On a broader level, priority areas for nursing research include: The effect of nursing interventions on patient/ client outcomes as documented in EHRs The effect of using health information and communication technologies on the patient-/client-nurse relationship, use of clinical practice guidelines, etc. Identifying recommendations for the integration and use of health information and communication technologies based on literature reviews Identifying the cost-benefit ratio of specific technologies to support advocacy actions

18 Example Research: Poe, S. (2011). Building nursing intellectual capital for safe use of information technology: a systematic review. Journal Of Nursing Care Quality, 26(1), 4-12 Results identified threats to patient safety, competencies, and supports needs for use This is just one example of the activity of nurses in researching the use, integration, and education around health information and communication technologies As nurses perform skills that are different from those performed by other health care professionals, it is important that we are studying how to support our discipline in the integration and use of health information and communication technologies

19 Review of Main Points New technologies present/legal and ethical issues that need to be addressed by policy Legislation and policies relevant to privacy and health information have been created by the federal and provincial governments, nursing regulators and employers Technologies present opportunities to increase patient safety and nurses have a large role to play in ensuring this occurs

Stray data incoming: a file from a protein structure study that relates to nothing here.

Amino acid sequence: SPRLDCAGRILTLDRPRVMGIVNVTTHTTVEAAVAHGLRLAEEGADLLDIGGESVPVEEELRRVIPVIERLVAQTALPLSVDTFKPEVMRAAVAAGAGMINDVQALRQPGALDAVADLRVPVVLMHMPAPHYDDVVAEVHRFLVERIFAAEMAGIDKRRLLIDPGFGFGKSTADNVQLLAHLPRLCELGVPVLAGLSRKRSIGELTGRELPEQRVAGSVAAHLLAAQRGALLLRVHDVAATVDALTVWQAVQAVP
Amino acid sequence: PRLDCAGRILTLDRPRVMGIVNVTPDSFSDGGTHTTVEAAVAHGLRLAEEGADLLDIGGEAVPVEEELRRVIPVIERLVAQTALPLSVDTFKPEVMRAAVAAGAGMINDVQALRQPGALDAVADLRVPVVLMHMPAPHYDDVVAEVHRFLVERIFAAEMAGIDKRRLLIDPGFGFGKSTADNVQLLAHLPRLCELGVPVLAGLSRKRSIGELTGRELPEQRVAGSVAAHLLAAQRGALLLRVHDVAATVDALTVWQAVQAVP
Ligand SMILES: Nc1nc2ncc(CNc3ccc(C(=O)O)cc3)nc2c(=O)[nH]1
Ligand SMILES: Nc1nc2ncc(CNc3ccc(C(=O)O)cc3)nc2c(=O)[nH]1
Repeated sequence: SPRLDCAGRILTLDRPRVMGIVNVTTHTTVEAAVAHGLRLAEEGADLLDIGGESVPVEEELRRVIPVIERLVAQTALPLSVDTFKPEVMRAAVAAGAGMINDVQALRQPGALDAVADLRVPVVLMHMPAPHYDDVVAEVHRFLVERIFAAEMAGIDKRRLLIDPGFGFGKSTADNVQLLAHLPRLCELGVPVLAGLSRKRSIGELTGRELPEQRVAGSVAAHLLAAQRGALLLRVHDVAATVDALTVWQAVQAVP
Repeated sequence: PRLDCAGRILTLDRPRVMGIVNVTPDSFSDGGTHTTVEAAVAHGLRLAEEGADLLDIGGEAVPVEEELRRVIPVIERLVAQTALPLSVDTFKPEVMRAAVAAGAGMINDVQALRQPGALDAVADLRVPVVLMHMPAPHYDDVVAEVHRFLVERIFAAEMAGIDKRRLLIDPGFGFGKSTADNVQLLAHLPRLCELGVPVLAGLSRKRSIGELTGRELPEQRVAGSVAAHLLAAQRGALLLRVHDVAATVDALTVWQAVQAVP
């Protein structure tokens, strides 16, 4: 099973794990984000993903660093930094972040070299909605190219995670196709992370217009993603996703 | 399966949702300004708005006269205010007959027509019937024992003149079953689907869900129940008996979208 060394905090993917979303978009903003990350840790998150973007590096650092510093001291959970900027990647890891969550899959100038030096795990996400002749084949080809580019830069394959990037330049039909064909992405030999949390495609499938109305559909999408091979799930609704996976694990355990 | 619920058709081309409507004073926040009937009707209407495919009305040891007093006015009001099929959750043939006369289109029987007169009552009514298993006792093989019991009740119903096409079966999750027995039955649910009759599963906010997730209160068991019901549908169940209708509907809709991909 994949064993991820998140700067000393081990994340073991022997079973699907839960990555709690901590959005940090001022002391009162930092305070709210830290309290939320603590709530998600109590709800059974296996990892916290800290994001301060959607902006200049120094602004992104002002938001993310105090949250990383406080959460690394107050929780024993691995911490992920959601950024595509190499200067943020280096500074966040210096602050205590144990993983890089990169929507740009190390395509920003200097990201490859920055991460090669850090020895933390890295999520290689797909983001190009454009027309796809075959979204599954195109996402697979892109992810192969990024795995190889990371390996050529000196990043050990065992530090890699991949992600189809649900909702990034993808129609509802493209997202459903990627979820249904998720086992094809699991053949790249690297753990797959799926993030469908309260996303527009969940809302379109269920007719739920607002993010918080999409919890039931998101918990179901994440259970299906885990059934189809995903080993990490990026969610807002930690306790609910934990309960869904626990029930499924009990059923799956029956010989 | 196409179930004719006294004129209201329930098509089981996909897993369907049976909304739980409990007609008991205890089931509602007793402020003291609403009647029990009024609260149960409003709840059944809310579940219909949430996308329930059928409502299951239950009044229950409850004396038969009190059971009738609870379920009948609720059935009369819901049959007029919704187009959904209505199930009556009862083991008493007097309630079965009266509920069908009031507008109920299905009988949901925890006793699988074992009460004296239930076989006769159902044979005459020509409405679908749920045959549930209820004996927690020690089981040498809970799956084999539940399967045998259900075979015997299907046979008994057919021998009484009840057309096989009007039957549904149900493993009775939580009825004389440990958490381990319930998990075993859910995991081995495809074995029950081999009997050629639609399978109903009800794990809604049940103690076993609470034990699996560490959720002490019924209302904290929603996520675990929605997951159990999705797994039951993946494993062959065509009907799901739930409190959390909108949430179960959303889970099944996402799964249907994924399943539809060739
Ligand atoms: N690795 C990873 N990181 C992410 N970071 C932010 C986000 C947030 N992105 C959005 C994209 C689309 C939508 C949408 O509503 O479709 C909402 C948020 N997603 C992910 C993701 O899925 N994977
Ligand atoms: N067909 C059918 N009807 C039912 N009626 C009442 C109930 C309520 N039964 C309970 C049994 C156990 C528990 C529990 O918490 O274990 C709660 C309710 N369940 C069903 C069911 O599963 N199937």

20 References Salzberg, C. A., Jang, Y., Rozenblum, R., Zimlichman, E., Tamblyn, R., & Bates, D. W. (2012). Policy initiatives for health information technology: A qualitative study of U.S. expectations and Canada's experience. International Journal of Medical Informatics, 81(10), Scott, R.E. (2007). e-Records in health – preserving our future. International Journal of Medical Informatics, 76(5-6), Office of the Privacy Commissioner of Canada. (2012). Legal information related to PIPEDA: Substantially similar provincial legislation. Retrieved from: legislation/ss_index_e.asp Office of the Privacy Commissioner of Canada. (2004). Findings under the Personal Information Protection and Electronic Documents Act (PIPEDA). Retrieved from: Information and Privacy Commissioner of Ontario. (2004, December). A guide to the Personal Health Information Protection Act. Retrieved from resources/hguide-e.pdf Saskatchewan Registered Nurses Association. (2007). Standards and Foundation Competencies for the Practice of the Registered Nurse. Retrieved from: stories/pdfs/nurse_resources/standards_competencies.pdf Canadian Nurses Association. (2008). Code of ethics for Registered Nurses. Retrieved from Benson, T. ( ). Principles of health interoperability HL7 and SNOMED (2nd ed. ed.). New York: Springer. Ball MJ, Douglas JV, & Walker, PH. (2011). Nursing informatics, Where technology and caring meet (4th ed). London: Springer. Saba VK, & McCormick, KA. (2006). Essentials of nursing informatics (4th ed). United States of America: McGraw-Hill Companies, Inc. Borycki, E. M., Kushniruk, A. W., Keay, L., Kuo, A. (2009). A framework for diagnosing and identifying where technology-induced errors come from. Studies in Health Technology and Informatics, 148, Powell-Cope, G., Nelson, A.L., & Patterson, E.S. (2008). Patient care safety and technology. In Agency for Healthcare Research Quality (AHRQ Publication No ). Rockville: MD. Zhang, J.Patel, V.L., Johnson, T.R., & Shortliffe, E.H. (2004). A taxonomy of medical errors. Journal of Biomedical Informatics, 37 (3), Dumpel, H. (2005). Technology and patient advocacy: RNs must exercise independent judgement at all times. California Nurse, 101 (4),